The committee members should know that I've been involved with access to information for most of my career. I'm basically a professional user of the Access to Information Act. It's with that in mind that I've had a lot of experience in all kinds of things, including in one case, in which I took the government to the Supreme Court of Canada. There were also other court cases in which I was involved, which gave me a sense of the need to push the government once in a while.
Since I've provided the clerk with a summary of my presentation, I'll simply say that access is an important right, but a lot of people haven't necessarily gotten around to learning the ropes of how to put a request in writing and word it properly. I've taken years to learn the details.
In my experience, access does work and it is important as a right for citizens, but there are a lot of problems. COVID certainly created the biggest problem, which is uncertainty, and I have made some requests that God knows when I will get an answer to.
I've given examples from four cases in my presentation. One is dealing with $500 million to $1 billion in unpaid taxes. I've been working on this one for several years, and I've had all kinds of hassles about this one. The American whistle-blower who brought it to my attention is available to give testimony if people want it. I spoke with him recently.
The other one is Project Anecdote. This is an RCMP investigation that took 10 years, from 1993 to 2003. They spent lots of resources, but at the very end they didn't charge anybody. Now, apparently, according to the information I had, there was corruption and money laundering, yet they found nothing. That's why I'm using access as my right as a citizen to find out why they don't want to collect maybe a billion dollars. I feel I'm entitled to an explanation as to why they chose not to do it. If there's a reason, let's see it, but so far nobody has any records. This ties into the problems with this one, because they told me initially that I might have to wait 800 years to get the answer. Then they said, oh, we'll revise it to 2098. The point is, that's still well beyond my lifetime.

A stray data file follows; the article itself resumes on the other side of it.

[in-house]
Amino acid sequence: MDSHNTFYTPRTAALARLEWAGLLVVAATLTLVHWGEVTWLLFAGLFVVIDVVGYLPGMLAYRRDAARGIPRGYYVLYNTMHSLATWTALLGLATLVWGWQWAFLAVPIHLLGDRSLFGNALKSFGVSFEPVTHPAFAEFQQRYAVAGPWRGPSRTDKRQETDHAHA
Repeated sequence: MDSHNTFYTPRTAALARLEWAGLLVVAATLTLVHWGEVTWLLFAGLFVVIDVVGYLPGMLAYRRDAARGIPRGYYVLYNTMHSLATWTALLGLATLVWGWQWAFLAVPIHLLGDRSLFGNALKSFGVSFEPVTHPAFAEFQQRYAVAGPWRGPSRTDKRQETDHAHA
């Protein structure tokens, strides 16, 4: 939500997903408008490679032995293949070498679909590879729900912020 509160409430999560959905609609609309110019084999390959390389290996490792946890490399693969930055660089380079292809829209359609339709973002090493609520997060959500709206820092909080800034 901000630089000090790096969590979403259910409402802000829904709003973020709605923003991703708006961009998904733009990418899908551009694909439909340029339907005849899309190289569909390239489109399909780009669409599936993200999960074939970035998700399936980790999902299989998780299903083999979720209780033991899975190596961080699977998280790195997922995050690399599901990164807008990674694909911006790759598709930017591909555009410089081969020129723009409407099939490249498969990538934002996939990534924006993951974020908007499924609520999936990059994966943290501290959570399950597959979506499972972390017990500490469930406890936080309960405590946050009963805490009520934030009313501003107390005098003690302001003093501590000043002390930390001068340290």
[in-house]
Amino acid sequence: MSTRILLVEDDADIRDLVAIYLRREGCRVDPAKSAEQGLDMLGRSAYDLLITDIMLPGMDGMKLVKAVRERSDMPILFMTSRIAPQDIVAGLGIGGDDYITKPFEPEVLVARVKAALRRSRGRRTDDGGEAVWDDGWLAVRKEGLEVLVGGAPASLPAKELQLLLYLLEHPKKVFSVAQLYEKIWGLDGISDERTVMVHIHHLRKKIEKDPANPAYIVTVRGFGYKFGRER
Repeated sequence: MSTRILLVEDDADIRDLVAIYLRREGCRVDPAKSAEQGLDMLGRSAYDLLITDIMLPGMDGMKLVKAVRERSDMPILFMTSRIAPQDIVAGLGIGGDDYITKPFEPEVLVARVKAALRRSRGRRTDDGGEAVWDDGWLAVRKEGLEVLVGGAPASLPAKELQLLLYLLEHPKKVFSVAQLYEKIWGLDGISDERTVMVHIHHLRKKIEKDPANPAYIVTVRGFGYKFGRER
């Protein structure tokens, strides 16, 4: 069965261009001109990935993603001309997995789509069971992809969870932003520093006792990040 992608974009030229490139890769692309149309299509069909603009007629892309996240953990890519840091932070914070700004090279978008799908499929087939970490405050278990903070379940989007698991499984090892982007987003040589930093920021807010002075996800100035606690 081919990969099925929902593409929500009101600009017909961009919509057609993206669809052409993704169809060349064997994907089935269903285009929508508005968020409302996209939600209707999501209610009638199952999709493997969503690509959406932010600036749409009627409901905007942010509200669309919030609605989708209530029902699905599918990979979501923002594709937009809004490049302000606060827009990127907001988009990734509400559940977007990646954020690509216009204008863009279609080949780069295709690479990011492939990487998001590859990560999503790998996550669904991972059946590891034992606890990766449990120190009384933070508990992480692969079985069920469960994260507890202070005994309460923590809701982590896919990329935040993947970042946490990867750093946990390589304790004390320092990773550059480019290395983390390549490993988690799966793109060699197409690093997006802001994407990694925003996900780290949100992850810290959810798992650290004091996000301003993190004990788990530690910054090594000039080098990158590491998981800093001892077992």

There's a complaint to the commissioner about this, but I haven't heard back on it.
This specific request is particularly problematic because the stuff that goes to the archives is normally public, and the 20-year rule should have applied for the RCMP stuff up to the year 2000. That should have all been disclosable, but it's not, so what's going on? I provided the members of the committee with a letter that a third party had received saying that this information could have been provided with 30 days of work by four people. Now they tell me 30 days, 80 years, or 800 years. Which is it? I don't know.
The other thing the committee should know is that in the case of Project Anecdote, the court ordered the archivist of Canada to show up in court in Gatineau, Quebec, in 2015. The archivist defied a court order and didn't provide the information as required by law, so there's something sensitive about this particular file.
The final thing I would say is about the third case I had. I was surprised that the Canadian citizen—he had kids who were born in the States but he and his wife were born in Canada—was denied access to records to which he was entitled by virtue of a court order, which the Department of Immigration didn't want to accept. Eventually, when the commissioner intervened, the problem was resolved. The thing is, he's still having delays caused by whatever because he has four children, but he only applied for the first child. So we have to sit and watch what's happening.
As a result of this delay, he was forced to leave Canada. People should know that.
The final thing in my four points here—